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Wolfgang Plays Salieri’s March

From the movie …


Written by: Peter Shaffer
Directed by: Milos Forman
Screen Play by: Peter Shaffer
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An outlier is a person that is detached from the main population to such an extreme, that it’s difficult for “normal” people to identify as they have no point of reference. It’s impossible for average people to understand how talented an outlier is, when they lack the skill to understand what it is the outlier is doing. Because outliers are the first few points on the Bell Curve, the only people that can truly appreciate their skill are those with a slightly lessor mastery of the talent in question. Interestingly however, because the Bell Curve moves away from the outlier exponentially, the second place talent may be far below the outlier in terms of ability.

The movie Amadeus showcases this issue. Wolfgang Amadeus Mozart was and extreme outlier. His gift for musical composition was so profound, that only another master could really understand how great he actually was. Unfortunately, this “second place” master’s ability was far below Mozart’s.

Amadeus is the story of Mozart told through the eyes of his chief adversary, the court composer, Antonio Salieri, played masterfully by F. Murry Abraham. As Court Composer, Salieri is the highest ranking composer in the court of Austria’s Emperor Joseph II, and a musical master in his own right. Music is his life. At a young age, he makes a pack with God, offering his chastity in exchange for musical mastery. Until now, thing were going as planned. His Operas were favorites of Emperor Joseph, he had many high profile students, he was acquiring wealth, and he was revered by all in Joseph’s court. Then, he meets Mozart.

On their first meeting, Salieri is shocked. Mozart, played Tom Hulce, is a brilliant composer, but he is also a young, vulgar womanizer. He parties incessantly and his compositions are often based on unsavory subject matter. Yet, his talent is unquestionable. He composes multi part operas in his head, then simply writes them down, with no changes or mistakes, as if, in Saleri’s words, he were “taking dictation from God.”

When Emperor Joseph, played by Jeffery Jones, invites Mozart to join the court, an interesting dynamic evolves between Salieri and Mozart. Salieri, insanely jealous, of Mozart’s tremendous talent, is also secretly his biggest fan. He gradually realizes he is the only one capable of appreciating the extent of Mozart’s genius.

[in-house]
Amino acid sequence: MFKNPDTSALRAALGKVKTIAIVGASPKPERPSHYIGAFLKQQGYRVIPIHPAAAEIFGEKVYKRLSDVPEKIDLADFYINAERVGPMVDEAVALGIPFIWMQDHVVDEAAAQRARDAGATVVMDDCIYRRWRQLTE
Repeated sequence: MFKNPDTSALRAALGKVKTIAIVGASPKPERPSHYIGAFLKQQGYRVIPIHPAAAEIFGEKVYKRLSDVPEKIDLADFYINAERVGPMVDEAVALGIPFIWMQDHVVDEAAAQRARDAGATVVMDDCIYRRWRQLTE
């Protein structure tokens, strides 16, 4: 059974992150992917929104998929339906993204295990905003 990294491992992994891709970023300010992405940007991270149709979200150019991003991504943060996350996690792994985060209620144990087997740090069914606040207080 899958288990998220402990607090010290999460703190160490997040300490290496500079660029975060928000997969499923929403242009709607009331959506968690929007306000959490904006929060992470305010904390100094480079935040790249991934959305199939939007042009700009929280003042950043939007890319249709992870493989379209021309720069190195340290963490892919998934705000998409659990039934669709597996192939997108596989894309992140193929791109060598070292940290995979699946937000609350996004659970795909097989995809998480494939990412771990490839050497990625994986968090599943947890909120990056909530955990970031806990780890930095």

The night before Mozart is to arrive at court, Salieri toils to compose a simple march of welcome as a gift to honor Mozart as he enters. When finished, he thanks God once again, for providing him the ability to do so.

On the morning of Mozart’s arrival, Salieri shows his composition to Emperor Joseph who insists on playing it personally for Mozart as he arrives. Salieri’s simple composition sounds even more awkward and wooden under the novice hand of Emperor Joseph.

What follows is a brilliant personification of Mozert’s Tallent and sets the tone for the relationship between Mozart and Salieri for the remainder of the movie.

— Scene –

Anyone who’s dabbled in music can appreciate the difficulty of committing a tune to memory note for note, on only one hearing. Not only does Mozart record the composition to memory, but he easily improvises improvements with the playfulness of a child. As the new, energized, composition rolls off his fingers, it takes on a vibrant life that reveals the disparity between the two men’s abilities and acts as a harbinger of the events that will follow.

The look on Salieri’s face is priceless. He simultaneously appreciates Mozart’s brilliance, while at the same time is filled with an insanely jealousy of Mozart’s ability.

Tom Hulce is an interesting choice for Mozart. His performance exudes the playfulness and childlike creativity that gives Mozart compositions their lightness and energy, while at the same time capturing the character’s naiveté.

Watching the movie I was reminded of how young and rebellious Mozart was. He was a “rock star” in his time. His compositions were extremely modern and his dress and behavior were outlandish. It reminded me of Elvis Presley or The Beatles. He was only 35 when he died, yet his enormous body of work is more popular today than ever.

Interestingly, the movie is a tragedy for both men. While Salieri continues to accumulate wealth and fame in Joseph’s court, he is denied the thing he most covets, Mozart’s ability. Mozart, while arguably the most talented composer ever, dies penniless obscurity.

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